Ants are the history of social organization and the future of computers(Kevin Kelly 1994).

Ants are social insects. And they occur in huge numbers. There are more than a million ants for every human. An
ant is a small dumb creature, not able to see far. Considering its size, the
landscape in which it moves around must appear very rugged to it. Then how is
it that ants in an ant colony are able to find food rather rapidly and
generally by the shortest route, in spite of the fact that there is no one in
command of operations?

It is a case of swarm intelligence. In such a
swarm, each individual has little or no intelligence, and it only follows some
simple 'local rules', and yet the
swarm as a whole ends up possessing intelligence.

It is instructive
to understand the basic processes involved in an ant colony, the more so
because ANT LOGIC has already found several applications in the
field of 'artificial evolution' and in computational science. Dorigo and coworkers did some
pioneering work in this area.

Ants in a colony
have a distinctive communication mechanism, involving pheromones. Pheromones
are chemicals that play the role of signals among members of the same species.

An ant colony is
a remarkable parallel-processing

*superorganism*. The ants function independently and simultaneously, and communicate with one another unknowingly via pheromones.
A number of scout
ants set out in search of food, going in different directions independently and
randomly. They emit the pheromone all the time, both while going away from the
nest and while returning to it. It follows that a trail used by many ants will have
a strong pheromone odour. The pheromone evaporates slowly, i.e. its strength on
a trail is a decaying function of time.

Suppose one of
the many scout ants has accidentally discovered the shortest usable path to
food. Let us call it trail A (Part 3 in the figure below).

Then it will be
able to travel to the food, and come back by the same path (guided by the
pheromone trail), in the shortest time, compared to other ants which did not
happen to take this route. The to and fro journey along trail A will result in
twice as much pheromone along it, compared to a trail which is twice as long.
Different ants traverse different trails, and the trails may intersect. At trail-crossings
the ants divert to the trail with the strongest odour, thus further
strengthening its odour (LAW OF INCREASING RETURNS, OR POSITIVE FEEDBACK).
Ultimately, all ants follow the shortest route to food, in spite of the fact
that no design work, or planning, or supervision, has gone into this. Swarm
intelligence indeed.

Ant logic has
been applied, among other things, to the so-called

*travelling salesman problem*(TSP). Suppose a salesman wants to visit every city in his route exactly once and then return home. The TSP is to determine the route for which the distance travelled (or the*cost*) is the least, and involves enumerating the possible distinct itineraries. Suppose the salesman has to visit, say, five cities and then return home. There are five ways of choosing the first destination city. For each of these, there are four different ways of choosing the second city. Having chosen any of these, there are only three ways of picking up the next city (because the salesman cannot touch any city twice). And so on. Thus the total number of possible itineraries is 5 x 4 x 3 x 2 = 120, or 'factorial 5' (denoted by '5!'). For each of these 120 options, one computes the total distance to be covered. The option with the least distance is the best.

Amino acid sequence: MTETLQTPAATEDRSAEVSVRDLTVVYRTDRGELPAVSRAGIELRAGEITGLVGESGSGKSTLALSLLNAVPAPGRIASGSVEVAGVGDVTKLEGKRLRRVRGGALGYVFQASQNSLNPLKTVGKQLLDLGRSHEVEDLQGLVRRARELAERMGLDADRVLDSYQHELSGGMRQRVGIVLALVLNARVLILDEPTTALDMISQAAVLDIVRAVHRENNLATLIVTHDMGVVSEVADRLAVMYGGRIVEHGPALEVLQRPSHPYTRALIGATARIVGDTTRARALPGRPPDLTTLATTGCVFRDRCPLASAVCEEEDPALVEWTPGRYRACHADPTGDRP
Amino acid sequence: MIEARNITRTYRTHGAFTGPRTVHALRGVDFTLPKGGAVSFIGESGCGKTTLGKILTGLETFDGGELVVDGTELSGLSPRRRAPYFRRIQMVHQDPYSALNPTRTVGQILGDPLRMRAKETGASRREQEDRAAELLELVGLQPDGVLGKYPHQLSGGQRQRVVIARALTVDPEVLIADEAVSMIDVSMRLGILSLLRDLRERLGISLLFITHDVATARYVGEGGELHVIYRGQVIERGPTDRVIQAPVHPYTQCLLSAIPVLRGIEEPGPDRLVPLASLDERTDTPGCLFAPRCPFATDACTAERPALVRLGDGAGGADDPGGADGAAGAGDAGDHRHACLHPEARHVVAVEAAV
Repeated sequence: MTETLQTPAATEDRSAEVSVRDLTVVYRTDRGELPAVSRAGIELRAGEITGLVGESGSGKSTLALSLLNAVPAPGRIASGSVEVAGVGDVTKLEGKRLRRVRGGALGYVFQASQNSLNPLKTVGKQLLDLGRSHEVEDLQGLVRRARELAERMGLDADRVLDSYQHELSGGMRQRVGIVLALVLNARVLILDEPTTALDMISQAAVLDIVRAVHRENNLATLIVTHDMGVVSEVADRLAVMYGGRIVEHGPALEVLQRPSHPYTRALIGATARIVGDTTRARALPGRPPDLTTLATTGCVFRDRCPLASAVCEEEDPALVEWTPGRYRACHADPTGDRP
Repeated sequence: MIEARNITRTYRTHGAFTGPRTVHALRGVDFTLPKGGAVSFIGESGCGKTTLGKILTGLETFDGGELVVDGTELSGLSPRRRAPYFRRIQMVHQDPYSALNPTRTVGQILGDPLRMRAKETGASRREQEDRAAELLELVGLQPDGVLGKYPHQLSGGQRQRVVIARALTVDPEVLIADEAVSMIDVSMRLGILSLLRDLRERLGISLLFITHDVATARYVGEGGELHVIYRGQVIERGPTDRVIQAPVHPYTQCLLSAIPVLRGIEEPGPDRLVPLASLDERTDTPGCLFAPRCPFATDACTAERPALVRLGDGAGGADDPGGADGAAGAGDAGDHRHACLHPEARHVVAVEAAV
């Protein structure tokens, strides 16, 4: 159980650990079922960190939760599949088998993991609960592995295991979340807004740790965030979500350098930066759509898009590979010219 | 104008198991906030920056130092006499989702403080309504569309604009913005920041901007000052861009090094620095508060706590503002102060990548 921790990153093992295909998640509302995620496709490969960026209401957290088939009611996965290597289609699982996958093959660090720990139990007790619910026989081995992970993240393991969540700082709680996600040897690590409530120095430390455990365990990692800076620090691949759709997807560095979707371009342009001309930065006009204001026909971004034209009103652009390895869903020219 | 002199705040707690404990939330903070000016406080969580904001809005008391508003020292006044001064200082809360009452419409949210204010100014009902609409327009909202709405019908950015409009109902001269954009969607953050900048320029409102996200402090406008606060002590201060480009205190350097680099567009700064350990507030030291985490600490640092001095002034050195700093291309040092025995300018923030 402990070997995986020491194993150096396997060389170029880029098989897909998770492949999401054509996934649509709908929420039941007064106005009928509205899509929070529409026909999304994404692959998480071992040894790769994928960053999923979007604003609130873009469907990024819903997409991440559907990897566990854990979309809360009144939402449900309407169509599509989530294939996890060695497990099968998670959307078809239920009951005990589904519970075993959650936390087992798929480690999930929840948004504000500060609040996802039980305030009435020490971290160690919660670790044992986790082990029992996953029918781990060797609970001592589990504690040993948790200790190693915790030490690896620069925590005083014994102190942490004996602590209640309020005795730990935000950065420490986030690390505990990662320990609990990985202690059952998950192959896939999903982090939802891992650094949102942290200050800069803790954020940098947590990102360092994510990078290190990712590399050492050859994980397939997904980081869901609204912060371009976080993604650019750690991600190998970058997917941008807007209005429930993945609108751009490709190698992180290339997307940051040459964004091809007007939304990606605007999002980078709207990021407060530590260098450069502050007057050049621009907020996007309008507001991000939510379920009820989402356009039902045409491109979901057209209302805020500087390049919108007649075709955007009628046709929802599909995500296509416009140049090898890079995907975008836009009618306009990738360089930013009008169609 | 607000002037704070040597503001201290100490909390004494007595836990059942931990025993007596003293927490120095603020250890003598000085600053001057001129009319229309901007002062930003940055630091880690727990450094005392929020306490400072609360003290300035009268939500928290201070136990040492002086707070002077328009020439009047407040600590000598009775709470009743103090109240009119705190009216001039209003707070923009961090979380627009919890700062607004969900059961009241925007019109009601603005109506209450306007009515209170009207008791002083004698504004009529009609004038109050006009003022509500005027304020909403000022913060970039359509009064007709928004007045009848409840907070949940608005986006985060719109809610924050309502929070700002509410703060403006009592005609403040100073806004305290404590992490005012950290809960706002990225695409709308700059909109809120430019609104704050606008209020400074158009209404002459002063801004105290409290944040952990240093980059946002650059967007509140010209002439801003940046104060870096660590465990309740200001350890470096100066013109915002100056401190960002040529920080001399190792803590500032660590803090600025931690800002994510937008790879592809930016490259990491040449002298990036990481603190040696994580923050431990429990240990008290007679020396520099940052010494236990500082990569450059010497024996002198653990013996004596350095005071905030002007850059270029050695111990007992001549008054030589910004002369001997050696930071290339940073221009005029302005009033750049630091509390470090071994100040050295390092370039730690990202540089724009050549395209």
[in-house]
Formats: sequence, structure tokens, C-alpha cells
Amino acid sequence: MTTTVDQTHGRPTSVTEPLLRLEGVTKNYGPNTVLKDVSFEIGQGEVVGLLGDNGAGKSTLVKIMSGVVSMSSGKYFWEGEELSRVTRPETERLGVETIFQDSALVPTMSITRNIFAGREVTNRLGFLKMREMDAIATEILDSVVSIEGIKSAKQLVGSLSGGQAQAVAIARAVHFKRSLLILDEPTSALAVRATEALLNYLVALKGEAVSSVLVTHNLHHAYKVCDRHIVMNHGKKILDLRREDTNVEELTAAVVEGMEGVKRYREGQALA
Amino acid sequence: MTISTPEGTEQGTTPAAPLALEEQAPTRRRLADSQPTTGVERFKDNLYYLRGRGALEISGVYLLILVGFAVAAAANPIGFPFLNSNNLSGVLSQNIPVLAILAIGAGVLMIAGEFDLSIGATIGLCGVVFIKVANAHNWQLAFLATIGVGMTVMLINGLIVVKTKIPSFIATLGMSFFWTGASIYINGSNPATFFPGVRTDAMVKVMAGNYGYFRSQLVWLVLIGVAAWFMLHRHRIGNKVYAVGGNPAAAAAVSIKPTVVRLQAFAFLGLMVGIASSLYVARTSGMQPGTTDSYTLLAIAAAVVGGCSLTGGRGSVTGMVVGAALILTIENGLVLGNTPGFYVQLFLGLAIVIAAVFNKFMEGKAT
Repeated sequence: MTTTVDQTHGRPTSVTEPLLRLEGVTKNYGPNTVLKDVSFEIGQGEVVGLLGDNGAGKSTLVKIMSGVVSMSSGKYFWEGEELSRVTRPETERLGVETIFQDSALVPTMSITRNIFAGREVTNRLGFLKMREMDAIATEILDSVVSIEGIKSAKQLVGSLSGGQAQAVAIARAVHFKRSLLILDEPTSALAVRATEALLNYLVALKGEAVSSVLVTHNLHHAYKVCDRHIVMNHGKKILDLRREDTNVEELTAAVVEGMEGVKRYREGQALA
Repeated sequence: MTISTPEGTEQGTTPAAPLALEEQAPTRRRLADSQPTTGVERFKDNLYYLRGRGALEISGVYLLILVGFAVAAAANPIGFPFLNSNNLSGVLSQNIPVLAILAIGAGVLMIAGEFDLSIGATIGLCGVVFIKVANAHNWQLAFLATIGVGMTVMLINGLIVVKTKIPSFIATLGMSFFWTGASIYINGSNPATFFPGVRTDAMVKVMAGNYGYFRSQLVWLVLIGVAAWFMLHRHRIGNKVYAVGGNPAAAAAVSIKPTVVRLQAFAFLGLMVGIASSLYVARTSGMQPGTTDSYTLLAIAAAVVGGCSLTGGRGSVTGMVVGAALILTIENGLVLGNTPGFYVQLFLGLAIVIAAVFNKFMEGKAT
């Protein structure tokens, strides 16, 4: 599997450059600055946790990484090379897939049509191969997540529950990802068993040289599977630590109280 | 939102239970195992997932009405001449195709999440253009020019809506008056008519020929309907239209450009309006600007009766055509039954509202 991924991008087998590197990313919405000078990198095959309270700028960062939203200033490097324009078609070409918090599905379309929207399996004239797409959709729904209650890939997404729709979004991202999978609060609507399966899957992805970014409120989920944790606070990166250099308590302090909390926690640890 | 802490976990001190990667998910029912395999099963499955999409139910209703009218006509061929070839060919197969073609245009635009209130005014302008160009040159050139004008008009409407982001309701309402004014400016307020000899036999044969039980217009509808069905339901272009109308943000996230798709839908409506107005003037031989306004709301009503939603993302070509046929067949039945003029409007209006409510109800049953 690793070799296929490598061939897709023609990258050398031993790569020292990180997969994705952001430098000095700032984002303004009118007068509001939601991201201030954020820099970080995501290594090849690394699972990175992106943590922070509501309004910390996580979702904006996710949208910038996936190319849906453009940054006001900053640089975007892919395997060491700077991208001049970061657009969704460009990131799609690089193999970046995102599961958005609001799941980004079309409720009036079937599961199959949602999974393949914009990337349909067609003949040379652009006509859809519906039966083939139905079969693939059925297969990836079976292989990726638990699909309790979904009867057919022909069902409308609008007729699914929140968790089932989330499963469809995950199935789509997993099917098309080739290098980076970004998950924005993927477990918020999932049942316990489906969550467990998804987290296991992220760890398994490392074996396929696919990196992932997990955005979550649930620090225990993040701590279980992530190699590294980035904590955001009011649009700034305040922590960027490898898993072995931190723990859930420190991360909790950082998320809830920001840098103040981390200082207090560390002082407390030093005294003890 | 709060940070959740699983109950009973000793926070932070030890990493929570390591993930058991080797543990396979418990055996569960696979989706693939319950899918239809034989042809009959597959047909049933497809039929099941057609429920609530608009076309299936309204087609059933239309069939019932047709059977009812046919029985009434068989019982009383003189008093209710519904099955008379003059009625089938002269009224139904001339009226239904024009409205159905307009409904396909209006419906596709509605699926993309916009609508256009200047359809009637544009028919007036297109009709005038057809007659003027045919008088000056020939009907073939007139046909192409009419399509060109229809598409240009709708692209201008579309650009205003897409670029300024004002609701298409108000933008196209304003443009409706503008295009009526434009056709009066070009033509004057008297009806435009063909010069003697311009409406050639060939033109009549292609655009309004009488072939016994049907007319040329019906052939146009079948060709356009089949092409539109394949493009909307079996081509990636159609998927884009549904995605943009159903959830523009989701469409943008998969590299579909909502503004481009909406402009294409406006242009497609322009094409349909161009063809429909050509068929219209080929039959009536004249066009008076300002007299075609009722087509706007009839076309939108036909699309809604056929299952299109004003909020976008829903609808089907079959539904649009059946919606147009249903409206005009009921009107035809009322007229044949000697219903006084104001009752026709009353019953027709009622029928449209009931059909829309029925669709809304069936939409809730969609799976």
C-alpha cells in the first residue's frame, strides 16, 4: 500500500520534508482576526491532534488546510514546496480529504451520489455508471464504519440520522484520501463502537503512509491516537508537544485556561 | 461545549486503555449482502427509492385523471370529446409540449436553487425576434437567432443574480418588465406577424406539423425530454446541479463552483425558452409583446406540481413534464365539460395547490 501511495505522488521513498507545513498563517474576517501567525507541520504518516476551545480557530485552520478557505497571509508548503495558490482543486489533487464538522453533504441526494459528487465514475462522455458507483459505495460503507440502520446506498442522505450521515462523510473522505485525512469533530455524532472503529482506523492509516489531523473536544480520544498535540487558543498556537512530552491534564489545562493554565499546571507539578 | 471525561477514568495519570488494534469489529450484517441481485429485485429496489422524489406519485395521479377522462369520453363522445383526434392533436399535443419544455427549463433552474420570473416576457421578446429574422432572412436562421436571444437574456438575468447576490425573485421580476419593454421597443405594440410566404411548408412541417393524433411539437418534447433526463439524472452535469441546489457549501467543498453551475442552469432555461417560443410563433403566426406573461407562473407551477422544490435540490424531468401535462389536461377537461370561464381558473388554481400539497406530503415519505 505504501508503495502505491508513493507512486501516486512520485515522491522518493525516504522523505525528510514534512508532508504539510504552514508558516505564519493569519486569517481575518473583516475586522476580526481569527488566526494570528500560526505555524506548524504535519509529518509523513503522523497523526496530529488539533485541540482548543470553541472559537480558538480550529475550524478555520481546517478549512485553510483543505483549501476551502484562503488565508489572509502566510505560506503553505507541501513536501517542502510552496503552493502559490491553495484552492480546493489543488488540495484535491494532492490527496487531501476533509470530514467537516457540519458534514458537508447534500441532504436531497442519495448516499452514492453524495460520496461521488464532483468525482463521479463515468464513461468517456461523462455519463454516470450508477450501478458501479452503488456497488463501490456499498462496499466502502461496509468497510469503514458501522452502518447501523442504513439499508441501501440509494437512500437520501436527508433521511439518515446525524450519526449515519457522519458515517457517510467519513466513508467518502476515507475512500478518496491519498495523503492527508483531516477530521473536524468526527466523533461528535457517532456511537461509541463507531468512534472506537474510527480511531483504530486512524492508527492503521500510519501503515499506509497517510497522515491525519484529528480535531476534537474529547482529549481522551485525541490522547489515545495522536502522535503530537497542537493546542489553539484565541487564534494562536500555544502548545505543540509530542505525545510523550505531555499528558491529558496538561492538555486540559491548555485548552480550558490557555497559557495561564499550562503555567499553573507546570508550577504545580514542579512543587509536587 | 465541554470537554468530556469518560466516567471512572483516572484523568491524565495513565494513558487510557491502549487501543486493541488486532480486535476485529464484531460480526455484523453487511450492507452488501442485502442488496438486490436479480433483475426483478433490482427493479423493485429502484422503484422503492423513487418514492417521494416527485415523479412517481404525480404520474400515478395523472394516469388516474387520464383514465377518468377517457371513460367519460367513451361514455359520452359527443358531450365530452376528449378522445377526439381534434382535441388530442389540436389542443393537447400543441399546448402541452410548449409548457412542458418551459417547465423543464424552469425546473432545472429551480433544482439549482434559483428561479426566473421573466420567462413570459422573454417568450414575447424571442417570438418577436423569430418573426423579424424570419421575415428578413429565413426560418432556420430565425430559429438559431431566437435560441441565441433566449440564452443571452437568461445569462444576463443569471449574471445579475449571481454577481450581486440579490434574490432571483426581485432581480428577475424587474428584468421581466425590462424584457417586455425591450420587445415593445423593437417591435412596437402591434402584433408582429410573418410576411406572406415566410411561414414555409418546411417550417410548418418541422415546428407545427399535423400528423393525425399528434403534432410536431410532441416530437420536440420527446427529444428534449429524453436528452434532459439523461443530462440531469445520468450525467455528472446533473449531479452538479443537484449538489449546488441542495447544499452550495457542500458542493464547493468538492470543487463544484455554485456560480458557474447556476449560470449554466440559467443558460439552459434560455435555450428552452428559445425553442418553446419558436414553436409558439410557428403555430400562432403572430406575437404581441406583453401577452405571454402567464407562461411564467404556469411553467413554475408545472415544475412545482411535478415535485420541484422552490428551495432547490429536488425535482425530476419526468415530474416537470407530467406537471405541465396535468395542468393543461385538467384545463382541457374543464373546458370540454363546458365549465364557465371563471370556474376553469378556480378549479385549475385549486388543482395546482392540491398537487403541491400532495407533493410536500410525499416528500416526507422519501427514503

This is a
brute-force way of solving the TSP. But suppose the number of cities to be
visited is 50, rather than 5, not an unrealistic number in modern days of air
travel. The search space now
comprises of '50!' possibilities; i.e., ~10

^{64 }(10 followed by 64 zeroes). This is a very large number indeed, and the girl doing the booking at an airline would have a very tough time trying to offer a good itinerary.
Algorithms for
reducing the size of this search space must
be found. At present it is not known whether a so-called '

*good algorithm*' actually exists which always gives a minimal solution. In fact, it is a so-called*NP-complete*problem.
When ant logic
was applied for solving the TSP, surprisingly good results were obtained.
Virtual ants ('vants') were created on a computer. Vants were dumb processors
in a giant community of processors, operating in parallel. They had a meagre
memory, and could communicate only locally, pheromone-like. Each vant would set
out rambling from 'city' to 'city', leaving a trail of a time-decaying
mathematical function, rather like the pheromone. The shorter the path between
cities, the less the mathematical pheromone decayed with time. And the stronger
the pheromone signal, the more the other vants followed that route (self-reinforcement
of paths). Around 5000 runs enabled the

*vant group-mind*to evolve a fairly optimal global itinerary.
An ant colony
is an example of a 'complex adaptive system' (CAS). More on that next time.